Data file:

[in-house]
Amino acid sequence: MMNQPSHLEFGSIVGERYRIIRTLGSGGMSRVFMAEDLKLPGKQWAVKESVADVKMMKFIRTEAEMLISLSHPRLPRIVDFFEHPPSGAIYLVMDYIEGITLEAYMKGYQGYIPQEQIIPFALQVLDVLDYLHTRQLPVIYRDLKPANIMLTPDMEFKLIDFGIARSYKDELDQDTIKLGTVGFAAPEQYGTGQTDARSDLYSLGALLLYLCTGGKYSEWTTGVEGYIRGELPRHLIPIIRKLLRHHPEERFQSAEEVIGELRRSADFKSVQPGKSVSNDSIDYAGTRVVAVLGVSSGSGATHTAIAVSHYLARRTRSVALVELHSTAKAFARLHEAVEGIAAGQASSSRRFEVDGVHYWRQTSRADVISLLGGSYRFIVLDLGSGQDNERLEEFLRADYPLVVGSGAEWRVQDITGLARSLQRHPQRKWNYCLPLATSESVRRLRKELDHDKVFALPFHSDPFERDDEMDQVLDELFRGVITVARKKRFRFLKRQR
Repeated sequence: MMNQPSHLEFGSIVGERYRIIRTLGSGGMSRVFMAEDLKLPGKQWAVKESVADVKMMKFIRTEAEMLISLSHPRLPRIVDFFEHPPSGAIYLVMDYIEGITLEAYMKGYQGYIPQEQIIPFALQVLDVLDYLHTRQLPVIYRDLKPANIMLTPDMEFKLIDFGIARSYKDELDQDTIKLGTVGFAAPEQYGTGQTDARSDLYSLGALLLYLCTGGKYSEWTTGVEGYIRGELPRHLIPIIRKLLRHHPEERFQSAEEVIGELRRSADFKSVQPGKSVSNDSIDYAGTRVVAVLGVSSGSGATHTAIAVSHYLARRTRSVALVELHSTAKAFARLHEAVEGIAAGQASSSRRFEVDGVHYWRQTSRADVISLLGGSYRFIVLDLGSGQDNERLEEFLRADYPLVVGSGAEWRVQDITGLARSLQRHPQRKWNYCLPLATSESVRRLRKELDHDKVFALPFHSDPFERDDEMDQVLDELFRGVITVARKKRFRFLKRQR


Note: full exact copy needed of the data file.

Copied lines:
[in-house]
Amino acid sequence: MMNQPSHLEFGSIVGERYRIIRTLGSGGMSRVFMAEDLKLPGKQWAVKESVADVKMMKFIRTEAEMLISLSHPRLPRIVDFFEHPPSGAIYLVMDYIEGITLEAYMKGYQGYIPQEQIIPFALQVLDVLDYLHTRQLPVIYRDLKPANIMLTPDMEFKLIDFGIARSYKDELDQDTIKLGTVGFAAPEQYGTGQTDARSDLYSLGALLLYLCTGGKYSEWTTGVEGYIRGELPRHLIPIIRKLLRHHPEERFQSAEEVIGELRRSADFKSVQPGKSVSNDSIDYAGTRVVAVLGVSSGSGATHTAIAVSHYLARRTRSVALVELHSTAKAFARLHEAVEGIAAGQASSSRRFEVDGVHYWRQTSRADVISLLGGSYRFIVLDLGSGQDNERLEEFLRADYPLVVGSGAEWRVQDITGLARSLQRHPQRKWNYCLPLATSESVRRLRKELDHDKVFALPFHSDPFERDDEMDQVLDELFRGVITVARKKRFRFLKRQR
Repeated sequence: MMNQPSHLEFGSIVGERYRIIRTLGSGGMSRVFMAEDLKLPGKQWAVKESVADVKMMKFIRTEAEMLISLSHPRLPRIVDFFEHPPSGAIYLVMDYIEGITLEAYMKGYQGYIPQEQIIPFALQVLDVLDYLHTRQLPVIYRDLKPANIMLTPDMEFKLIDFGIARSYKDELDQDTIKLGTVGFAAPEQYGTGQTDARSDLYSLGALLLYLCTGGKYSEWTTGVEGYIRGELPRHLIPIIRKLLRHHPEERFQSAEEVIGELRRSADFKSVQPGKSVSNDSIDYAGTRVVAVLGVSSGSGATHTAIAVSHYLARRTRSVALVELHSTAKAFARLHEAVEGIAAGQASSSRRFEVDGVHYWRQTSRADVISLLGGSYRFIVLDLGSGQDNERLEEFLRADYPLVVGSGAEWRVQDITGLARSLQRHPQRKWNYCLPLATSESVRRLRKELDHDKVFALPFHSDPFERDDEMDQVLDELFRGVITVARKKRFRFLKRQR